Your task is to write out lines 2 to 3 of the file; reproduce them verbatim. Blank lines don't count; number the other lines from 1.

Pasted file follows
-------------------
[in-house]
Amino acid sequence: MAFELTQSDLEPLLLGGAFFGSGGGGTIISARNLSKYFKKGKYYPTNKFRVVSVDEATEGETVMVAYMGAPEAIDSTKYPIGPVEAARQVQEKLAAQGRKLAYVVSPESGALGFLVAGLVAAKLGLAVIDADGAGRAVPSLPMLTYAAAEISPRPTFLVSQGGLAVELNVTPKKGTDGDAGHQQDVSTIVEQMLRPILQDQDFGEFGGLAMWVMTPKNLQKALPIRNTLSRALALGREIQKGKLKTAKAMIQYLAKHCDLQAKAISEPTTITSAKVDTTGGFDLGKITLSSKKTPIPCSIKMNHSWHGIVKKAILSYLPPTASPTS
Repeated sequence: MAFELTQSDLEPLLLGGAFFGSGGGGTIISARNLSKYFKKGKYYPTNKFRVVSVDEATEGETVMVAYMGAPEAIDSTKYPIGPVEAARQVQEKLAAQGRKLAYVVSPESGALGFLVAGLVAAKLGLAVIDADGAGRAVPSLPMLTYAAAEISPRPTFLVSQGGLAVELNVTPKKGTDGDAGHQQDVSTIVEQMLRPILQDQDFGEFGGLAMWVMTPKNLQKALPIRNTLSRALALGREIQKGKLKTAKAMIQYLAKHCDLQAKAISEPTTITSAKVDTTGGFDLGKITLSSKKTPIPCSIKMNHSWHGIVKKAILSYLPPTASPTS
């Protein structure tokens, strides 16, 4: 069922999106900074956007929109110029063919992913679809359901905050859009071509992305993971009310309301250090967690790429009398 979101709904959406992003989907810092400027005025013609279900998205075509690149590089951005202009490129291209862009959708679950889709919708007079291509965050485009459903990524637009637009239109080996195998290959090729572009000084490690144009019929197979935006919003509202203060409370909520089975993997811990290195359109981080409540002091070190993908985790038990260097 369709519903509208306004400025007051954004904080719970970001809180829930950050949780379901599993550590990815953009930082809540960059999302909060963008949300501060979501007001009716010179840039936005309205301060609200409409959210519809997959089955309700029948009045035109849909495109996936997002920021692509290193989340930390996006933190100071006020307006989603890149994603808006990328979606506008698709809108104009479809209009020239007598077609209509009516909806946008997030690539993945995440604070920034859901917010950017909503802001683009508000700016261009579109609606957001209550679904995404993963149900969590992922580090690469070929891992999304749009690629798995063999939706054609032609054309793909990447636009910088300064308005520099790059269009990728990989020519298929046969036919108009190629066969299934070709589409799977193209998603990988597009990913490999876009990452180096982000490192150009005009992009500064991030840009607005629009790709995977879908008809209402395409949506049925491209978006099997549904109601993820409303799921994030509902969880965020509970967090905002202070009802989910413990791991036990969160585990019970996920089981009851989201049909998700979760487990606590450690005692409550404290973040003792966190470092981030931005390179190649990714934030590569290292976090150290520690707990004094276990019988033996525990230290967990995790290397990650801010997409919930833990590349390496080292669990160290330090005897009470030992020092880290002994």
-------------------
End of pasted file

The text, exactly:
Amino acid sequence: MAFELTQSDLEPLLLGGAFFGSGGGGTIISARNLSKYFKKGKYYPTNKFRVVSVDEATEGETVMVAYMGAPEAIDSTKYPIGPVEAARQVQEKLAAQGRKLAYVVSPESGALGFLVAGLVAAKLGLAVIDADGAGRAVPSLPMLTYAAAEISPRPTFLVSQGGLAVELNVTPKKGTDGDAGHQQDVSTIVEQMLRPILQDQDFGEFGGLAMWVMTPKNLQKALPIRNTLSRALALGREIQKGKLKTAKAMIQYLAKHCDLQAKAISEPTTITSAKVDTTGGFDLGKITLSSKKTPIPCSIKMNHSWHGIVKKAILSYLPPTASPTS
Repeated sequence: MAFELTQSDLEPLLLGGAFFGSGGGGTIISARNLSKYFKKGKYYPTNKFRVVSVDEATEGETVMVAYMGAPEAIDSTKYPIGPVEAARQVQEKLAAQGRKLAYVVSPESGALGFLVAGLVAAKLGLAVIDADGAGRAVPSLPMLTYAAAEISPRPTFLVSQGGLAVELNVTPKKGTDGDAGHQQDVSTIVEQMLRPILQDQDFGEFGGLAMWVMTPKNLQKALPIRNTLSRALALGREIQKGKLKTAKAMIQYLAKHCDLQAKAISEPTTITSAKVDTTGGFDLGKITLSSKKTPIPCSIKMNHSWHGIVKKAILSYLPPTASPTS